Low tides reveal enduring cedar stumps, reflecting Meadowlands' ecological past
James M. O'Neill,
Staff Writer, @JamesMONeill1
Published 8:00 a.m. ET Oct. 13, 2017
Atlantic white cedar trees were once ubiquitous in the Meadowlands, but were largely wiped out by the 1920s.
Twice each day, at low tide, the New Jersey Meadowlands pulls back its watery veil to reveal the dark, twisted remnants of its ecological past.
Someone scanning the barren, soggy mudflats when the tide is out can see the low stumps and fallen trunks of Atlantic white cedar trees, which once covered as much as a third of the Meadowlands.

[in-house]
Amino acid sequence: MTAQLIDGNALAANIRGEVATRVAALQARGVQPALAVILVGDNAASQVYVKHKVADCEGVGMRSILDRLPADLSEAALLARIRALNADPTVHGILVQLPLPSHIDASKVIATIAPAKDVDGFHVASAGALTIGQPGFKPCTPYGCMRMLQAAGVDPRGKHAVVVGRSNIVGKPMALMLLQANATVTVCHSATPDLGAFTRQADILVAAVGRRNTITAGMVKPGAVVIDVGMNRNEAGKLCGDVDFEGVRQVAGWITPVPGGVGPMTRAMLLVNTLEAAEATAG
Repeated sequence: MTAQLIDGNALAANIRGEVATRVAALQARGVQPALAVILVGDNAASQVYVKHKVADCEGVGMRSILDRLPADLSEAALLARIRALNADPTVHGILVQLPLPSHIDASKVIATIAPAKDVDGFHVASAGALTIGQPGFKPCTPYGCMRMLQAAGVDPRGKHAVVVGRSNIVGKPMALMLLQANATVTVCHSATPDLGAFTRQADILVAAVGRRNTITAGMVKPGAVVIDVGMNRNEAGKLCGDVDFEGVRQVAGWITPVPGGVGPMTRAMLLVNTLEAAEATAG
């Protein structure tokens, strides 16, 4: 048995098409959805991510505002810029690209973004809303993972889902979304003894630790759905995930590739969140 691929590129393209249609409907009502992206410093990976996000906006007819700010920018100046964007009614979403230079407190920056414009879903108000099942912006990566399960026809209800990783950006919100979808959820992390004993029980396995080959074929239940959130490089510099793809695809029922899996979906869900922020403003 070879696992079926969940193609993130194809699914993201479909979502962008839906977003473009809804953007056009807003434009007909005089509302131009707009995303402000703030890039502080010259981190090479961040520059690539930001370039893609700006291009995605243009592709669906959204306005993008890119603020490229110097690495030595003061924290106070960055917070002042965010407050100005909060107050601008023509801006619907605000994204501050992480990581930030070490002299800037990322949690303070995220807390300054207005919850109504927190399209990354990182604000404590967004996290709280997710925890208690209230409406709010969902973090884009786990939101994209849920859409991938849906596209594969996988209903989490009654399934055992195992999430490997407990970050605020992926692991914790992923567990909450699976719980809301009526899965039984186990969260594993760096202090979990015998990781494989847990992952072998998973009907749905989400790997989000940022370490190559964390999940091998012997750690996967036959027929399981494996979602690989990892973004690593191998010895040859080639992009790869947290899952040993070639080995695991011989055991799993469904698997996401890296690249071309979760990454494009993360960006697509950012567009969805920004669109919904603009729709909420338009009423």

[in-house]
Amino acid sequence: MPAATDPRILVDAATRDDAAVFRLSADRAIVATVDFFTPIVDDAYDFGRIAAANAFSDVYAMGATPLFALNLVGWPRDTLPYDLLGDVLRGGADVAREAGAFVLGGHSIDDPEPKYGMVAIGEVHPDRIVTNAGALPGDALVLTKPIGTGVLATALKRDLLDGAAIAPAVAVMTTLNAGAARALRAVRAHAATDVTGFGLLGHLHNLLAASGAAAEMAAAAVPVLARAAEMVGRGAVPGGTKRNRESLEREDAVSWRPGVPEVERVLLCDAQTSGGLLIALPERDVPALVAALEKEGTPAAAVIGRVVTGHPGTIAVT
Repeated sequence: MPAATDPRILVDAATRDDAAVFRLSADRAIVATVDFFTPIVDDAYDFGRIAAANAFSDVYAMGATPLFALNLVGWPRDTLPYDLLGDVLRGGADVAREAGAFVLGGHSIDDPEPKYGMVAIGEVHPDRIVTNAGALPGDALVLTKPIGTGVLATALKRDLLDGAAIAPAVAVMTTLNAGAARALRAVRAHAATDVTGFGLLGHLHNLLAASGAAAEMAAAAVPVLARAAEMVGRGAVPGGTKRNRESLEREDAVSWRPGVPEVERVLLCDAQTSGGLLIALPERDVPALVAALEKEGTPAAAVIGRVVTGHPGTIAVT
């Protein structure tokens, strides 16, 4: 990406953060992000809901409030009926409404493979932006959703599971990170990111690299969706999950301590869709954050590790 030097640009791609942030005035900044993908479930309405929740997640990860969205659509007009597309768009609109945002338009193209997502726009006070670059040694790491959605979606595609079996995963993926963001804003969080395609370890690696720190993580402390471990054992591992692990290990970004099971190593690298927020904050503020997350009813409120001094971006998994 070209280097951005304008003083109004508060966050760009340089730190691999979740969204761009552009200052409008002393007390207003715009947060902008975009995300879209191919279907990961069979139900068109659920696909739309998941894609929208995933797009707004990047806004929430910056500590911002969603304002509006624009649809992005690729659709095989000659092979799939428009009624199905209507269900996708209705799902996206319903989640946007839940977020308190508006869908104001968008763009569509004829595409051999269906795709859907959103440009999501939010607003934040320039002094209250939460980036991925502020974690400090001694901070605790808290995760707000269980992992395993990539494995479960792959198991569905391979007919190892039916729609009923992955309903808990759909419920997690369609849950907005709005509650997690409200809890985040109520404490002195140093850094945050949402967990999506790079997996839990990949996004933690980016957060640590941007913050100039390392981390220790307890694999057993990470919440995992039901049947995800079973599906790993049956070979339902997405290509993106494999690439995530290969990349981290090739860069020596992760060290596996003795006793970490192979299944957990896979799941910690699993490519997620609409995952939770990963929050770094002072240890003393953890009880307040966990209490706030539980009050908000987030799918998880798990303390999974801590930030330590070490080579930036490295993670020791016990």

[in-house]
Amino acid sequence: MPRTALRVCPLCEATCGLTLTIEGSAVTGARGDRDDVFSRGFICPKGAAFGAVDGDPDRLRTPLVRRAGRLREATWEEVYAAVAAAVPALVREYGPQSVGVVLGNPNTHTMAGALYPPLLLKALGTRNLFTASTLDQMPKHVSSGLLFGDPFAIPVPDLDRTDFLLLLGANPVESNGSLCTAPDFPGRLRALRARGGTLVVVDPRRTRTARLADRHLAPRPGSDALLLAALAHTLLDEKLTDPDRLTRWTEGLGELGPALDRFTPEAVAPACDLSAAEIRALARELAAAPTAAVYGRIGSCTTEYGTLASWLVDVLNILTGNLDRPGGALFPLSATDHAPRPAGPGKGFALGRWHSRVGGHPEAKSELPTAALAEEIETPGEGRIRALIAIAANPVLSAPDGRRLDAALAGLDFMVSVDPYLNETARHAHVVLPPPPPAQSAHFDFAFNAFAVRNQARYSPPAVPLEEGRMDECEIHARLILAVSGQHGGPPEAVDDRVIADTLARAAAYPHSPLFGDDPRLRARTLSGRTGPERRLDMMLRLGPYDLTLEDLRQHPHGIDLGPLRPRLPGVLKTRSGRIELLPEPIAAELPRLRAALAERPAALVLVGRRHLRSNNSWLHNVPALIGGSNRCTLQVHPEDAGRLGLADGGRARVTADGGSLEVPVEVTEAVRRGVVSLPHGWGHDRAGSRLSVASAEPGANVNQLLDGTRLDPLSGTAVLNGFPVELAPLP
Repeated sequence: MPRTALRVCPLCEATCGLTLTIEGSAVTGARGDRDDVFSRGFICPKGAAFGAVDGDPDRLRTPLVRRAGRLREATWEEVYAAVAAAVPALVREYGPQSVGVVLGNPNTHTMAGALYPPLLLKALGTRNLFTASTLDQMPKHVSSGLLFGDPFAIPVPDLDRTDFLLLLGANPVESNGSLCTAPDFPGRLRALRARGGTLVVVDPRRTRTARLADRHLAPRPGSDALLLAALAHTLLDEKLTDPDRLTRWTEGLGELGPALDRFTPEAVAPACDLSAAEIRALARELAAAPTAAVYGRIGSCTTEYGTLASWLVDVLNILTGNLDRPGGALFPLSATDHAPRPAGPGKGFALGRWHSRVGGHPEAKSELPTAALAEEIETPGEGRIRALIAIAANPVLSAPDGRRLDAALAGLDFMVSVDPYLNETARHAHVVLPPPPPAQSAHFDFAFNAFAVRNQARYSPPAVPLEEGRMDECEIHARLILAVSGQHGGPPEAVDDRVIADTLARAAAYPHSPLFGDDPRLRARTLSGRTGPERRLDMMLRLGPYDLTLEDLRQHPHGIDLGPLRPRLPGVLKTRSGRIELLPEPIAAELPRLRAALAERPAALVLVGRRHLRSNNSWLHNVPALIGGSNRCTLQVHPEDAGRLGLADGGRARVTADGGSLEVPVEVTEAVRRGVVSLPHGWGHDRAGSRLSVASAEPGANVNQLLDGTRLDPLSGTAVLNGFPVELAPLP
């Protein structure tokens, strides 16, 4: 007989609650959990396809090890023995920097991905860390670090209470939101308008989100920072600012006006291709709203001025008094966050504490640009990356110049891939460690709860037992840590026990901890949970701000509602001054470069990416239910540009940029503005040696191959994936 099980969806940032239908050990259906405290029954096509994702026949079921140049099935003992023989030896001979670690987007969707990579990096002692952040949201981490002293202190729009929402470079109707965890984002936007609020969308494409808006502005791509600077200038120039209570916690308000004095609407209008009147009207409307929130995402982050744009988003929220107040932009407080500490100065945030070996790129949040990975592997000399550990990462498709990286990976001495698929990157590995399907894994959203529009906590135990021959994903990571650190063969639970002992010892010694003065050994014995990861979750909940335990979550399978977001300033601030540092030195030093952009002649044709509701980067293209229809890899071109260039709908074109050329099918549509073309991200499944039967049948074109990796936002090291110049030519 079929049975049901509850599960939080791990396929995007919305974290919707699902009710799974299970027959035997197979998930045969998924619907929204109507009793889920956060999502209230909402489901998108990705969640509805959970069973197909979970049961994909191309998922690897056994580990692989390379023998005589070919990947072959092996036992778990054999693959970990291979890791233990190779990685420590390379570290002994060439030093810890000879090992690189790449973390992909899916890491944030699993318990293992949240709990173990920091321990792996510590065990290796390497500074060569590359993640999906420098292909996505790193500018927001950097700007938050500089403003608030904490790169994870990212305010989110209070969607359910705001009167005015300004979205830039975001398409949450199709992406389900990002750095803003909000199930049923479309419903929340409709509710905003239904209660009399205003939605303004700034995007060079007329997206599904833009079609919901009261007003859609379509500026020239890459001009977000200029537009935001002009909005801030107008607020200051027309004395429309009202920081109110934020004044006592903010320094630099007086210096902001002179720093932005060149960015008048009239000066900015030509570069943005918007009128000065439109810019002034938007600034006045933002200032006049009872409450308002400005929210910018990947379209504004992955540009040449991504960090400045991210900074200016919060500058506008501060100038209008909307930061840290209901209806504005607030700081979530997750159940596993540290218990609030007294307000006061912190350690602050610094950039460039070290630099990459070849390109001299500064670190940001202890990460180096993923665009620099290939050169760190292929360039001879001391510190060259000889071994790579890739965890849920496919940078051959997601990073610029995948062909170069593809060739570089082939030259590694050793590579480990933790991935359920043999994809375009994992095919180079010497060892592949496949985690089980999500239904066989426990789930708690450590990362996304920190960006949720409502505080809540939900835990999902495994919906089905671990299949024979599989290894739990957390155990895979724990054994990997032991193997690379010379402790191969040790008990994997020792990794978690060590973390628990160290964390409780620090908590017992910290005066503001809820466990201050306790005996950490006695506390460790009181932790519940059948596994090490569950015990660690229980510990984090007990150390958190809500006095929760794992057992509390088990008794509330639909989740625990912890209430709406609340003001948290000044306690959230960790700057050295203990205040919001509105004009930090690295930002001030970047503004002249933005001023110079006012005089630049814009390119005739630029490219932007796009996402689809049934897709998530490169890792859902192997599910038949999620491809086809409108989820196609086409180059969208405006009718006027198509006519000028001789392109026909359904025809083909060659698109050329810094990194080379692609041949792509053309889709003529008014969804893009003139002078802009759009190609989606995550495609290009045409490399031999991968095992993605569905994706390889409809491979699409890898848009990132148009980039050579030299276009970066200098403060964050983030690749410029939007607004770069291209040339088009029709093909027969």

Because cedar wood is so durable, those stumps have lasted, despite being covered with water for decades. They dot the mudflats today, in bizarre and elegant shapes, natural sculptures jutting out of the marshland.
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